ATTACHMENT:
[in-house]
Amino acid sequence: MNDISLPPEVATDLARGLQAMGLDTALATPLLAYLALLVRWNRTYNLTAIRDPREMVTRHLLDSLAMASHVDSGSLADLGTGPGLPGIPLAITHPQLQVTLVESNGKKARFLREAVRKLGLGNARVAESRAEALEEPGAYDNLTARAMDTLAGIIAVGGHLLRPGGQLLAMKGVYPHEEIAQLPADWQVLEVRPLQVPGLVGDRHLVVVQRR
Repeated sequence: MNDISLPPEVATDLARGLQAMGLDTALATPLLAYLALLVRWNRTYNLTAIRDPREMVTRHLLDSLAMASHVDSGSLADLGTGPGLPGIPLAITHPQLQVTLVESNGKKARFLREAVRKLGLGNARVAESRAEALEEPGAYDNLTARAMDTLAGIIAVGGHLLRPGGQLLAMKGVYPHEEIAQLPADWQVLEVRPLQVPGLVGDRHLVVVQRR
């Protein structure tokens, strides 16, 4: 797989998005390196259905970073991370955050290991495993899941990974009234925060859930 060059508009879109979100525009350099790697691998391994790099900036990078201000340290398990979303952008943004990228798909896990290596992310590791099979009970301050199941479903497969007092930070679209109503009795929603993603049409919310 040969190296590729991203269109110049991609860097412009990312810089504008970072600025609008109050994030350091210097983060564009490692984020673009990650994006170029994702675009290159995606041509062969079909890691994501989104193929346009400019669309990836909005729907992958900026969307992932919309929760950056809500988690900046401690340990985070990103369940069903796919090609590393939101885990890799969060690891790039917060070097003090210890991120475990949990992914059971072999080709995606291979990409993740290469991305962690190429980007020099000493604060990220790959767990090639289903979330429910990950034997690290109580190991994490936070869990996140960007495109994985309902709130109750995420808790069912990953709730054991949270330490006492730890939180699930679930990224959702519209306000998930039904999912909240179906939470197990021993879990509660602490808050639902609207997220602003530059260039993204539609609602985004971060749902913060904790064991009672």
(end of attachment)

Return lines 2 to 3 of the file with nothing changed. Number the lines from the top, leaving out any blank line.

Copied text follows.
Amino acid sequence: MNDISLPPEVATDLARGLQAMGLDTALATPLLAYLALLVRWNRTYNLTAIRDPREMVTRHLLDSLAMASHVDSGSLADLGTGPGLPGIPLAITHPQLQVTLVESNGKKARFLREAVRKLGLGNARVAESRAEALEEPGAYDNLTARAMDTLAGIIAVGGHLLRPGGQLLAMKGVYPHEEIAQLPADWQVLEVRPLQVPGLVGDRHLVVVQRR
Repeated sequence: MNDISLPPEVATDLARGLQAMGLDTALATPLLAYLALLVRWNRTYNLTAIRDPREMVTRHLLDSLAMASHVDSGSLADLGTGPGLPGIPLAITHPQLQVTLVESNGKKARFLREAVRKLGLGNARVAESRAEALEEPGAYDNLTARAMDTLAGIIAVGGHLLRPGGQLLAMKGVYPHEEIAQLPADWQVLEVRPLQVPGLVGDRHLVVVQRR